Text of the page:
If man is not incomprehensible to man, where may we find the comprehension? The answer to this question seems relatively easy. In that there are myriad philosophers, theologians, psychologists and scholars of every stripe and interest who have sometimes widely varying answers to the question of ‘What is Man?,’ one can say with some confidence that there is no consensus or “common value,” as Albert Camus looks for, quoted above.

So, why is man not comprehensible to Man? Or, a better question, perhaps, is: how can man (we) become comprehensible to man (each other)?

To answer this question, here is an excerpt from the book:

Vast amounts of new information have accumulated, especially in recent decades, from biology, biochemistry, biophysics, physiology, psychology, anthropology, sociology, economics, history, and various other sources. Yet an increase in information has not brought an increase in understanding. On the contrary, the more we know about man, the more mysterious he seems to become.

A number of writers have pointed out that one characteristic of our times is that man has become more problematical to himself than in any other age. We have several different conceptions and models of man, more or less carefully articulated, each reflecting a different perspective and a particular range of interests, but the multiplicity of disciplines and the variety of approaches have tended to prevent the emergence of any single conception of human nature sufficiently comprehensive and sufficiently flexible to provide a unifying focus.

“The Thinker,” by August Rodin (1840 – 1917)

A fundamental assertion of Professor Rhinelander in this book is that “only confusion can result if we talk about ‘man’ or ‘the nature of man’ without specifying what assumptions we are making and what we mean by such terms.”

Some people will say that man is fundamentally “good,” others will say he is fundamentally “bad,” yet others will say he is neither or both. Some scholars say that a child is a blank slate upon which his environment, starting with parents, stamps its template upon him (please accept that the masculine noun includes all people); others will say that heredity determines all; and yet others will posit a ratio of “Nurture” to “Nature” to be assigned.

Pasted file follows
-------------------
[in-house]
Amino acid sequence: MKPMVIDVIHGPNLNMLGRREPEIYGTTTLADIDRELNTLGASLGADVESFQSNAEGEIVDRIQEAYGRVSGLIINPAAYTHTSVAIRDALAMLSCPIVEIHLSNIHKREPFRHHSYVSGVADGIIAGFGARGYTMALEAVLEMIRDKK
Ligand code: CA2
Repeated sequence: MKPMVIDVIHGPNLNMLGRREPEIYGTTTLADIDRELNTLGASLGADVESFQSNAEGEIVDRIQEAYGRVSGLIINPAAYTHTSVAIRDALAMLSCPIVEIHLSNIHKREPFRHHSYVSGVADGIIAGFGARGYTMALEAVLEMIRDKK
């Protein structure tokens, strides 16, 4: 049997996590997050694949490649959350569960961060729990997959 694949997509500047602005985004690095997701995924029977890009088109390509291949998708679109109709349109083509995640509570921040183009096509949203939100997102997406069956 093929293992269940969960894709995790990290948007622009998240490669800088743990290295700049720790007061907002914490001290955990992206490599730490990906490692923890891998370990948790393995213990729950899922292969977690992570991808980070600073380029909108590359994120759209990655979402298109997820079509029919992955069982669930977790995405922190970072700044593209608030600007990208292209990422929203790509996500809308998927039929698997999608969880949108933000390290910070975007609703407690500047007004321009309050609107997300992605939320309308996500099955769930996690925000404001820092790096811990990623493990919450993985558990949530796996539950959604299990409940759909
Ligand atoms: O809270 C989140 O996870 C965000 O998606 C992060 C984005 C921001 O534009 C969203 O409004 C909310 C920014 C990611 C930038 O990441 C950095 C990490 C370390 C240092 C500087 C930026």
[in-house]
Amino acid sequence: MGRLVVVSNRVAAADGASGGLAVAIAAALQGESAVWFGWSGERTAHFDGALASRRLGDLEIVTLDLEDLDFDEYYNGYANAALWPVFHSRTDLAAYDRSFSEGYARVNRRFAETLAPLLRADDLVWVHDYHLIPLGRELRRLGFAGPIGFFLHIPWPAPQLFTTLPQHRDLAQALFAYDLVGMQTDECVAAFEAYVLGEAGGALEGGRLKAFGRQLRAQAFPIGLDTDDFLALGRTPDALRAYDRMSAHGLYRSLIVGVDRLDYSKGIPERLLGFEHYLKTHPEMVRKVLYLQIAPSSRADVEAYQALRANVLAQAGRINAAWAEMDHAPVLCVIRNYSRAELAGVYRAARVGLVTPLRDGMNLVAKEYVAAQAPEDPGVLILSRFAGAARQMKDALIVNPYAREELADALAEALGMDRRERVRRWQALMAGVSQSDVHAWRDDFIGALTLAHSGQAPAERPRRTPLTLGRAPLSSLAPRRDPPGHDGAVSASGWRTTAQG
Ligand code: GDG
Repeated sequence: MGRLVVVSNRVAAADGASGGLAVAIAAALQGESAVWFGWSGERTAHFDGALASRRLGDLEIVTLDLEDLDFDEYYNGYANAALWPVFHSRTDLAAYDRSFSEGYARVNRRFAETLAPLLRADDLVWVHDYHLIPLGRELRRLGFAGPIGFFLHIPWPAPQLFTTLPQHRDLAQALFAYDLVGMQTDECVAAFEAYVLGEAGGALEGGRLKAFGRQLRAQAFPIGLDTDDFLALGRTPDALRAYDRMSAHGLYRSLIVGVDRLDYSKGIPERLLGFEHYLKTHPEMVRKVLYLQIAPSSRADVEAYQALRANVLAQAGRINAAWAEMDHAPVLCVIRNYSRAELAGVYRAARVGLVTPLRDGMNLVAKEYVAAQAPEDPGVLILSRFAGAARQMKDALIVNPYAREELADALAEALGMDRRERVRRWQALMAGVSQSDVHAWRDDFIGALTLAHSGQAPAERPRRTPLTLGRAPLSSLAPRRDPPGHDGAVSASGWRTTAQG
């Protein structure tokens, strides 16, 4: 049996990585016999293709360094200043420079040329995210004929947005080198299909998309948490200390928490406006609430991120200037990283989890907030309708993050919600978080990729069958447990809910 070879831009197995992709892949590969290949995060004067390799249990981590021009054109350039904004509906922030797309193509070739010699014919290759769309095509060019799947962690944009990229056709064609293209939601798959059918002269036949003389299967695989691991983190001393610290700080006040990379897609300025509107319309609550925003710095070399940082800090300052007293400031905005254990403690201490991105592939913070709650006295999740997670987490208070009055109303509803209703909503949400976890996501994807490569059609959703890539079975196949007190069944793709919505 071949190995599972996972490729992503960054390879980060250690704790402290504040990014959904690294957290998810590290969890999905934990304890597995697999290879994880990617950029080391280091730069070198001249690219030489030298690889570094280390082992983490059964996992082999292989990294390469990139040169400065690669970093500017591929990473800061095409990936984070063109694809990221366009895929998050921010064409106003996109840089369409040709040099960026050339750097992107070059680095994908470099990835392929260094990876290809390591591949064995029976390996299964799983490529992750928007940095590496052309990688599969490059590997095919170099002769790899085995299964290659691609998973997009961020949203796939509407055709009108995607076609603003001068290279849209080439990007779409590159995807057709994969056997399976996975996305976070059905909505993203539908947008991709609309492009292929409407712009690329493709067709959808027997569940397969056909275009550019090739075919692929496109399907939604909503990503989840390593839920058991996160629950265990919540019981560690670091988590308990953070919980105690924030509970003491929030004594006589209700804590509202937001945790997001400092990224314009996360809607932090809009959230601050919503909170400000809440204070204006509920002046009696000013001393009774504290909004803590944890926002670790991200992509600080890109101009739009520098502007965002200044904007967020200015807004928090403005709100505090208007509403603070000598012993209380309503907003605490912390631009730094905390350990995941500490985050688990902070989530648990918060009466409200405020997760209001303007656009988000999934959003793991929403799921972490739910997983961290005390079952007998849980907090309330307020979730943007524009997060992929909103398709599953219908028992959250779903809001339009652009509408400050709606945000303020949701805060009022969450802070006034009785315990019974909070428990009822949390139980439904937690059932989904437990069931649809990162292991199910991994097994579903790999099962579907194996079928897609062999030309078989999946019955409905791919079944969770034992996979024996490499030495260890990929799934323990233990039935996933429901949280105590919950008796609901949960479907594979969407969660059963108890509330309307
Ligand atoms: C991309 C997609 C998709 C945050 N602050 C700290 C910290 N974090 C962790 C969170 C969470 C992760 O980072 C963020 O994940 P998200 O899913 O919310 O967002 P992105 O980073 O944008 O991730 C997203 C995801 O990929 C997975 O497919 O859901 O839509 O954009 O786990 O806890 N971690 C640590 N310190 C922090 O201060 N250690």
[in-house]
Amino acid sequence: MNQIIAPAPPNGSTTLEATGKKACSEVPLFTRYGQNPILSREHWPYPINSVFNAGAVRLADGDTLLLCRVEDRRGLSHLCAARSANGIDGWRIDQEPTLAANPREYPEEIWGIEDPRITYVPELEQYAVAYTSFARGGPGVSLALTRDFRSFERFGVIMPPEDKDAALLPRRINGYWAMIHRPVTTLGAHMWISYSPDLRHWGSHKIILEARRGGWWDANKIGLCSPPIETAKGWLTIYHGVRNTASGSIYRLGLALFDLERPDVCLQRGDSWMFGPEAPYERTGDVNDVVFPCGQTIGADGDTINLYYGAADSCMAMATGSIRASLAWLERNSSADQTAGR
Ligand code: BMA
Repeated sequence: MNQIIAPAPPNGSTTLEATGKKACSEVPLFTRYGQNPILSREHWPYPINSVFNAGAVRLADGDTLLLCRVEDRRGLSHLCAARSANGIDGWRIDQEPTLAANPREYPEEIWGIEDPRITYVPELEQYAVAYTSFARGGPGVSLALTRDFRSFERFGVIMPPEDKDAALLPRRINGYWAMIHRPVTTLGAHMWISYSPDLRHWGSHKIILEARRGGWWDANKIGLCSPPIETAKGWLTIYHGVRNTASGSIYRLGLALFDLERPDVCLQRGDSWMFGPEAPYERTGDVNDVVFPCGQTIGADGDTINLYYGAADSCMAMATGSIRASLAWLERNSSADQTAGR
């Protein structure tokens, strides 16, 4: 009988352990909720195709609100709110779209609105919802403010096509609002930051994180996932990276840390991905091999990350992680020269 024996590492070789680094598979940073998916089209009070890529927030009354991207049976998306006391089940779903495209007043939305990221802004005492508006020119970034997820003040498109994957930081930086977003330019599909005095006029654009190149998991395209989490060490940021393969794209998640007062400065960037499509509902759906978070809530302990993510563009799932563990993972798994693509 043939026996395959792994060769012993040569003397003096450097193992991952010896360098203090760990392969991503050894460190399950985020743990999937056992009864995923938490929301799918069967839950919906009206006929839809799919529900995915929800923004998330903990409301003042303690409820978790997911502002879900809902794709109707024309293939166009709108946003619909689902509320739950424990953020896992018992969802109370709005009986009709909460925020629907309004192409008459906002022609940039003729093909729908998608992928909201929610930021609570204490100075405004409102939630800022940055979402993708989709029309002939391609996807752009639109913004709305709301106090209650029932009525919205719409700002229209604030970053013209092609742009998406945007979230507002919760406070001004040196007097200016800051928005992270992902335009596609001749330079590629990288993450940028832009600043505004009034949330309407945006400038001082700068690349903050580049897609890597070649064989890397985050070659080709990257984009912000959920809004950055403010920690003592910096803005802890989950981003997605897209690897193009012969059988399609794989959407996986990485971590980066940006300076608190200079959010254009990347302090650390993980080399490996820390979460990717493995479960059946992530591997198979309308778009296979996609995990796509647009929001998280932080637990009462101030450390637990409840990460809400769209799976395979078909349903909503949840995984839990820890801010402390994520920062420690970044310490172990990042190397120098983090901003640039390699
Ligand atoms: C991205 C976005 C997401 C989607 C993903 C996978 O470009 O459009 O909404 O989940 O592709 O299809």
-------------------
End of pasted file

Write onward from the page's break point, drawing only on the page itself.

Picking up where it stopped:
Other questions about man on which there is no consensus include the question of free will: does man have it, or does he not? Some will argue in favor of determinism, other will favor free will. Yet others will say either one or the other, depending on circumstances.

Most people are unaware of the assumptions coloring their perceptions of the world and of man. This is why Prof. Rhinelander considers philosophy so important; the study of philosophy helps to reveal our assumptions (or, at least, that we all have operating assumptions) and allows us to test them against others and the objective world—if there is an objective world, and if we can perceive it objectively (some will argue on either side of these questions).

Now, how might Professor Rhinelander answer my second question at the top of this page: how can Man become comprehensible to Man?; that is, how can we become comprehensible to each other? Here are excerpts from the final few pages of Is Man Incomprehensible to Man?:

It is my belief that a unifying focus may be found if we stress man’s capacity for inventiveness, recognizing that such inventiveness is displayed not merely in man’s arts and crafts, but also in his ability to establish complex symbol systems, to make and modify social systems, and to build elaborate normative systems to guide his own behavior. The root of of man’s inventiveness seems to lie in his capacity—evidently correlated with his highly developed brain—to envisage possibilities beyond the actuality of immediate experience. Human knowledge, including scientific knowledge, reflects this capacity and depends on it.

Detail from Mona Lisa by Leonardo da Vinci